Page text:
Mount Sinai Researchers Build Models Using Machine Learning Technique to Enhance Predictions of COVID-19 Outcomes
Models use new technique called “federated learning”
Mount Sinai researchers have published one of the first studies using a machine learning technique called “federated learning” to examine electronic health records to better predict how COVID-19 patients will progress. The study was published in the Journal of Medical Internet Research – Medical Informatics on January 27.
The researchers said the emerging technique holds promise to create more robust machine learning models that extend beyond a single health system without compromising patient privacy. These models, in turn, can help triage patients and improve the quality of their care.
Federated learning is a technique that trains an algorithm across multiple devices or servers holding local data samples but avoids clinical data aggregation, which is undesirable for reasons including patient privacy issues. Mount Sinai researchers implemented and assessed federated learning models using data from electronic health records at five separate hospitals within the Health System to predict mortality in COVID-19 patients. They compared the performance of a federated model against ones built using data from each hospital separately, referred to as local models. After training their models on a federated network and testing the data of local models at each hospital, the researchers found the federated models demonstrated enhanced predictive power and outperformed local models at most of the hospitals.
“Machine learning models in health care often require diverse and large-scale data to be robust and translatable outside the patient population they were trained on,” said the study’s corresponding author, Benjamin Glicksberg, PhD, Assistant Professor of Genetics and Genomic Sciences at the Icahn School of Medicine at Mount Sinai, and member of the Hasso Plattner Institute for Digital Health at Mount Sinai and the Mount Sinai Clinical Intelligence Center. “Federated learning is gaining traction within the biomedical space as a way for models to learn from many sources without exposing any sensitive patient data. In our work, we demonstrate that this strategy can be particularly useful in situations like COVID-19.”
Machine learning models built within a hospital are not always effective for other patient populations, partially due to models being trained on data from a single group of patients which is not representative of the entire population.
“Machine learning in health care continues to suffer a reproducibility crisis,” said the study’s first author, Akhil Vaid, MD, postdoctoral fellow in the Department of Genetics and Genomic Sciences at the Icahn School of Medicine at Mount Sinai, and member of the Hasso Plattner Institute for Digital Health at Mount Sinai and the Mount Sinai Clinical Intelligence Center. “We hope that this work showcases benefits and limitations of using federated learning with electronic health records for a disease that has a relative dearth of data in an individual hospital. Models built using this federated approach outperform those built separately from limited sample sizes of isolated hospitals. It will be exciting to see the results of larger initiatives of this kind.”
About the Mount Sinai Health System
Mount Sinai Health System is one of the largest academic medical systems in the New York metro area, with more than 43,000 employees working across eight hospitals, over 400 outpatient practices, nearly 300 labs, a school of nursing, and a leading school of medicine and graduate education. Mount Sinai advances health for all people, everywhere, by taking on the most complex health care challenges of our time — discovering and applying new scientific learning and knowledge; developing safer, more effective treatments; educating the next generation of medical leaders and innovators; and supporting local communities by delivering high-quality care to all who need it.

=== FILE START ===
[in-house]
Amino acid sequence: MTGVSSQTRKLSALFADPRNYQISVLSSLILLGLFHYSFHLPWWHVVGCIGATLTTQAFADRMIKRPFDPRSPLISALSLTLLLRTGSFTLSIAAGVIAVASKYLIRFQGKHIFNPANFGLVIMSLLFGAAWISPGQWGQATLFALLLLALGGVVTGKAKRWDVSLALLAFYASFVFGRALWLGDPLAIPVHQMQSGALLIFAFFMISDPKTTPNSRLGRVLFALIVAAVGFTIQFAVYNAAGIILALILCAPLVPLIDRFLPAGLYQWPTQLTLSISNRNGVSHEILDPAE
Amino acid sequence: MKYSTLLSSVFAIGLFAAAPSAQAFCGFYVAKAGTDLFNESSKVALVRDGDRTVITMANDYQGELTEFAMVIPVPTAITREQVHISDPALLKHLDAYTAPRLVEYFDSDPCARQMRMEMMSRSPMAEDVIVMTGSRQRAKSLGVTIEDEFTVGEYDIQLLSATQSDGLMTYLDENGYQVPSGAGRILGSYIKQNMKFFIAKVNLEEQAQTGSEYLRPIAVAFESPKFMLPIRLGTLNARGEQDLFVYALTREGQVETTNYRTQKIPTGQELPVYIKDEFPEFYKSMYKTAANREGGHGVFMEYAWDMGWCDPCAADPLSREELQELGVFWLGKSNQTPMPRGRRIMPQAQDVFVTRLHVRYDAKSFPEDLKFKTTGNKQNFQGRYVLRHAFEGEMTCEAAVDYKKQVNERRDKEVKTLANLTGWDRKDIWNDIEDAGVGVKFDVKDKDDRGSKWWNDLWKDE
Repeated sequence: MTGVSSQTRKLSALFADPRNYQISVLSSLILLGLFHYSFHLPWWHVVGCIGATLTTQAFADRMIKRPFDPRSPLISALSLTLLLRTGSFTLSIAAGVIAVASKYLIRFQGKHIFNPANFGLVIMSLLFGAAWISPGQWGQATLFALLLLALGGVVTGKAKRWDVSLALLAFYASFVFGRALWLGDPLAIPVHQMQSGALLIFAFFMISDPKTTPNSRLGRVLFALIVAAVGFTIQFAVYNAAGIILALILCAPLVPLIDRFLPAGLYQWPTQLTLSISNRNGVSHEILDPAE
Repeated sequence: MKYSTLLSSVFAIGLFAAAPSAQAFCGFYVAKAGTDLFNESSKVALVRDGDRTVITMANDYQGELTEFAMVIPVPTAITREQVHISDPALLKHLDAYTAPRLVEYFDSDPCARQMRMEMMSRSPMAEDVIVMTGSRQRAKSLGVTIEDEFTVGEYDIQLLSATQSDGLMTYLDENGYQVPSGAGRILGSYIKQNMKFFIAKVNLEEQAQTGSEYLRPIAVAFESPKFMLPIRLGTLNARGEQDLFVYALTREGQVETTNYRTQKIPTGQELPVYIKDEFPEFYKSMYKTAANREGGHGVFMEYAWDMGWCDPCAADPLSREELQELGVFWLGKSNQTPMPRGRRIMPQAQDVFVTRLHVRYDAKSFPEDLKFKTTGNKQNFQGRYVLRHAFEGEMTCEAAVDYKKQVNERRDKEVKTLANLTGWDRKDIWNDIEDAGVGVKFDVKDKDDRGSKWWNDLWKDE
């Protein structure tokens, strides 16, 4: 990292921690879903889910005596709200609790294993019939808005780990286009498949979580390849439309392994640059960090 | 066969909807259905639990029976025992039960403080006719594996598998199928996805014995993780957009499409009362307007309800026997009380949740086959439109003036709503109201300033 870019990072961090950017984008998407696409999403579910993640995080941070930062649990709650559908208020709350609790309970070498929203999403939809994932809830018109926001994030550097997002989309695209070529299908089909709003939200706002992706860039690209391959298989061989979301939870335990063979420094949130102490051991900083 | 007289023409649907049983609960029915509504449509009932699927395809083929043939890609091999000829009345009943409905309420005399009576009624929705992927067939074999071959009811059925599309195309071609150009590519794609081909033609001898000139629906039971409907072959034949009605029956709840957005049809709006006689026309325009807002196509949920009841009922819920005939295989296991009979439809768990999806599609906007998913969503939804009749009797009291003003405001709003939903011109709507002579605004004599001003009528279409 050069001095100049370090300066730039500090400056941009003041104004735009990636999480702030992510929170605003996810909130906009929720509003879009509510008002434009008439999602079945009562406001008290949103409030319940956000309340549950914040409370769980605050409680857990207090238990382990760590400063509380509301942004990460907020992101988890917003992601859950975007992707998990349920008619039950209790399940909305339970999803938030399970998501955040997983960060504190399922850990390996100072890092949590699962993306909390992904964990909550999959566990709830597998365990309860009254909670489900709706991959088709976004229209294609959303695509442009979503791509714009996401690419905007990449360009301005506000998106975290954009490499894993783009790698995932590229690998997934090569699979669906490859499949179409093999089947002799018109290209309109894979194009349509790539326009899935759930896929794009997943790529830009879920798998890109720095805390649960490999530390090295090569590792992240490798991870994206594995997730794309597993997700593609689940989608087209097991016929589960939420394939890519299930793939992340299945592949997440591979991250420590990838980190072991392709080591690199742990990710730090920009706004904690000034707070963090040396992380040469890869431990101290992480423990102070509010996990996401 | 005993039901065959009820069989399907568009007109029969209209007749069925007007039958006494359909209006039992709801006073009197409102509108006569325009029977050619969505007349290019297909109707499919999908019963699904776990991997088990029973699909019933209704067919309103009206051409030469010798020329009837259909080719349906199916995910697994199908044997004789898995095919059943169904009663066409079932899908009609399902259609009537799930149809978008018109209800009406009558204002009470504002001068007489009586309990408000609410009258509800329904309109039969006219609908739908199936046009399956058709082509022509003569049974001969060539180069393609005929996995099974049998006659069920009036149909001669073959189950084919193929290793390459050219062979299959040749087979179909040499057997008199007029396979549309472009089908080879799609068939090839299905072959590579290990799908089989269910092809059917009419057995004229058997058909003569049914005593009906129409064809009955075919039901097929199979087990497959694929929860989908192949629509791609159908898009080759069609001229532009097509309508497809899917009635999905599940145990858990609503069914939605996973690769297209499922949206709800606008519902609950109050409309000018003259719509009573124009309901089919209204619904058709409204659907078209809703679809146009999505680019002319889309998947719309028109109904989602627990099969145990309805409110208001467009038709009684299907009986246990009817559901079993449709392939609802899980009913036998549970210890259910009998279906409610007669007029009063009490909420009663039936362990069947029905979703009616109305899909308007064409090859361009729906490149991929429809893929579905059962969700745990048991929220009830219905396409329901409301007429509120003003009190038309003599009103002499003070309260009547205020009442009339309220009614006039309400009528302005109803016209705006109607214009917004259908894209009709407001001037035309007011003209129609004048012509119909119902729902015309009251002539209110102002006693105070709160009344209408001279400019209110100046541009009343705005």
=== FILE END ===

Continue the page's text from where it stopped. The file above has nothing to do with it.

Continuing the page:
Through the integration of its hospitals, labs, and schools, Mount Sinai offers comprehensive health care solutions from birth through geriatrics, leveraging innovative approaches such as artificial intelligence and informatics while keeping patients’ medical and emotional needs at the center of all treatment. The Health System includes approximately 7,300 primary and specialty care physicians; 13 joint-venture outpatient surgery centers throughout the five boroughs of New York City, Westchester, Long Island, and Florida; and more than 30 affiliated community health centers. We are consistently ranked by U.S. News & World Report's Best Hospitals, receiving high "Honor Roll" status, and are highly ranked: No. 1 in Geriatrics and top 20 in Cardiology/Heart Surgery, Diabetes/Endocrinology, Gastroenterology/GI Surgery, Neurology/Neurosurgery, Orthopedics, Pulmonology/Lung Surgery, Rehabilitation, and Urology. New York Eye and Ear Infirmary of Mount Sinai is ranked No. 12 in Ophthalmology. U.S. News & World Report’s “Best Children’s Hospitals” ranks Mount Sinai Kravis Children's Hospital among the country’s best in 4 out of 10 pediatric specialties. The Icahn School of Medicine at Mount Sinai is one of three medical schools that have earned distinction by multiple indicators: It is consistently ranked in the top 20 by U.S. News & World Report's "Best Medical Schools," aligned with a U.S. News & World Report "Honor Roll" Hospital, and top 20 in the nation for National Institutes of Health funding and top 5 in the nation for numerous basic and clinical research areas. Newsweek’s “The World’s Best Smart Hospitals” ranks The Mount Sinai Hospital as No. 1 in New York and in the top five globally, and Mount Sinai Morningside in the top 20 globally.